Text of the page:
Granholm ecstatic at red state surge in renewable energy: 'That is fantastic'

Green energy projects have spiked in Republican-led states like Texas since the passage of the Inflation Reduction Act.

At a White House press briefing on Monday, Energy Secretary Jennifer Granholm was asked by Yahoo News to weigh in on the sharp rise in renewable energy projects in Republican-led states like Texas since the passage of the Inflation Reduction Act.

According to data from the U.S. Energy Information Administration, Texas is poised to overtake California in terms of solar power capacity, and aggressively pursued the construction of new wind, solar and battery storage projects in the second half of 2022.

“With respect to Texas, what an opportunity for every state to be able to produce clean energy. And, in fact, a Politico story this morning suggested that there was an abundance of announcements coming out of red states. Great! That is fantastic,” Granholm said. “We want to be able to see energy, clean energy produced in every pocket of the country — blue states, red states — really, it helps to save people money, so it’s really all about green.”

In August, President Biden signed the Inflation Reduction Act into law. Since then, companies have announced tens of billions of dollars in renewable energy projects nationwide, Politico reported Monday, including a large percentage in Republican-led states where lawmakers voted against the legislation.

While many Republican lawmakers and governors have shied away from supporting laws that would start to address rising global temperatures caused by the burning of fossil fuels, they are less resistant to the boom in renewable energy jobs that has resulted from the Inflation Reduction Act.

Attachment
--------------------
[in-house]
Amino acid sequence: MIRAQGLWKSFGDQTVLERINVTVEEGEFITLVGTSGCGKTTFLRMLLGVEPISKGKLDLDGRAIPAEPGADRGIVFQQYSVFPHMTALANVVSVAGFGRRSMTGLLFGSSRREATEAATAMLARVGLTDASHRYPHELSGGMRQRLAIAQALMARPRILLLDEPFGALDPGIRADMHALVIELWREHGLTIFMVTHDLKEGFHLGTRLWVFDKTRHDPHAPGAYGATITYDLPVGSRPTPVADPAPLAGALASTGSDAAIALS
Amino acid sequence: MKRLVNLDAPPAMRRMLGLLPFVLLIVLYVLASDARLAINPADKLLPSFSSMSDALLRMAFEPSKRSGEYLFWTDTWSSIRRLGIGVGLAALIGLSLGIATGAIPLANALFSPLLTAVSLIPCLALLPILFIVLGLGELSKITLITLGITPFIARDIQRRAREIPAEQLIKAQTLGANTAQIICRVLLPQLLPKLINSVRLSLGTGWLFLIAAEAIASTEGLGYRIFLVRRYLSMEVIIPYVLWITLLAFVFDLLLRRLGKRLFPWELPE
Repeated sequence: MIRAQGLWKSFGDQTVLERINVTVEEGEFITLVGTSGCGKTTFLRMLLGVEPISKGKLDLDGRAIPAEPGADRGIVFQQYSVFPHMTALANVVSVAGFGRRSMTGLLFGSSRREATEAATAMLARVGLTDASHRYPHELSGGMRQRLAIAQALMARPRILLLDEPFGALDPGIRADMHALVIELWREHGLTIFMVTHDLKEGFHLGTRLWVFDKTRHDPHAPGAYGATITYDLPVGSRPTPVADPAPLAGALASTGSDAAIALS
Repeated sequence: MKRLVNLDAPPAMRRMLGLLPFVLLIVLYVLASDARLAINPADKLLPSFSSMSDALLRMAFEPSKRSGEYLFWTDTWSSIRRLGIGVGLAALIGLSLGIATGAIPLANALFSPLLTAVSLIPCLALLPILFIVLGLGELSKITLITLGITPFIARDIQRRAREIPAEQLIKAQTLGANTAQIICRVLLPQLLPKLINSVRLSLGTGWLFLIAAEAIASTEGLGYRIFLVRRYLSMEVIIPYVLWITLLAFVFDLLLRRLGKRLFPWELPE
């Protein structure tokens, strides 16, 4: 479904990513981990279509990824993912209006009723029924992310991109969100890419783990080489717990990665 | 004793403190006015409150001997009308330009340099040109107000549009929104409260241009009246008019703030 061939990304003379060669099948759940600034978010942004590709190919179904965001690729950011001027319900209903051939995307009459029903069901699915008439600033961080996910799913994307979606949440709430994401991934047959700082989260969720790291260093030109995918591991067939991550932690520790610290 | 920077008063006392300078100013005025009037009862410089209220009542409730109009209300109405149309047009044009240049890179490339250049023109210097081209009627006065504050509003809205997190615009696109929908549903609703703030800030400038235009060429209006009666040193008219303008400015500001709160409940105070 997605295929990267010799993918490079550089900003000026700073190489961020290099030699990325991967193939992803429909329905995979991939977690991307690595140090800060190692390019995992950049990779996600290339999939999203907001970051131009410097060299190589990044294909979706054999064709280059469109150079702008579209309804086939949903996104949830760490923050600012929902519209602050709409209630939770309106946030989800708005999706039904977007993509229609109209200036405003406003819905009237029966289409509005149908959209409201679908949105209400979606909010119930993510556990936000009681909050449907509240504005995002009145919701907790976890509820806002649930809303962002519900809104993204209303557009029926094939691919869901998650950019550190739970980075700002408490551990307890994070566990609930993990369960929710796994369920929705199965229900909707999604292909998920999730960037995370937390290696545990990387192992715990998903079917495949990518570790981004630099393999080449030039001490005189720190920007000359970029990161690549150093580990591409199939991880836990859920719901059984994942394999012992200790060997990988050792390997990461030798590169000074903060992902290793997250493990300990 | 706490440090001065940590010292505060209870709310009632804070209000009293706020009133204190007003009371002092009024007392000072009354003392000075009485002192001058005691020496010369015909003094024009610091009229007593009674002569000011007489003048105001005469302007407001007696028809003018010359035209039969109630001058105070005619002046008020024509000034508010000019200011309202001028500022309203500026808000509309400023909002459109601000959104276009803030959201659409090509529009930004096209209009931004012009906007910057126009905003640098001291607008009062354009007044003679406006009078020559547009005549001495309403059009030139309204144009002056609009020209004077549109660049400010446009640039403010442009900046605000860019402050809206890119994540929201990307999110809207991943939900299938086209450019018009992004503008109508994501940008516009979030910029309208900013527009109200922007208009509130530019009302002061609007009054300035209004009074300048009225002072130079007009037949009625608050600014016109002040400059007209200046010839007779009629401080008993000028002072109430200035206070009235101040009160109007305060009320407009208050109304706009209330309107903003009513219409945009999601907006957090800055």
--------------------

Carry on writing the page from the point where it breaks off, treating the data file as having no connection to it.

“Just because you vote against a bill doesn’t mean the entire bill is a bad bill,” Rep. Garret Graves, R-La., told Politico. “I go out there and advocate for our district to try and get transportation funds, to try and get energy funds. That’s my job. I am not embarrassed about it. I don’t think it’s inconsistent with my vote.”

An oil derrick and wind turbines
An oil derrick and wind turbines on the plains near Amarillo, Texas. (Lucas Jackson/Reuters)

The new law’s $369 billion in climate-related spending over 10 years targets five areas: consumer clean energy costs, decarbonizing various sectors of the economy, domestic clean energy manufacturing, environmental justice and land use. But it is the law’s robust tax credits that experts say have supercharged a manufacturing and jobs boom.

“I’m really excited to see, especially in the next year as companies really start to digest the IRA and determine what it means for their bottom line, to see all of the growth in the manufacturing facilities that might come as a result of the IRA,” Robbie Orvis, senior director of modeling and analysis at Energy Innovation Policy & Technology, told Morning Consult.

While the overriding goal of the new law is to spur a transition to renewable energy sources and cut greenhouse gas emissions by 40% by 2030, the creation of new green jobs has long been touted by Democrats in their proposals to address climate change.

In 2019, when Rep. Alexandria Ocasio-Cortez, D-N.Y., introduced her resolution for the Green New Deal in the House, Republicans responded by attacking it as a “jobs killer” that would result in dramatic tax increases.

But an October analysis by the BlueGreen Alliance and the Political Economy Research Institute at the University of Massachusetts Amherst found that the Inflation Reduction Act would create 9 million jobs by 2032.

On the growth of the renewable economy in the U.S., Granholm said Monday that “it’s helpful to the planet, but it’s also helpful for jobs and it’s also helpful for us to be energy-independent, which is exactly what the president would like to see — homegrown, clean energy, independent, so that we are strong and resilient.”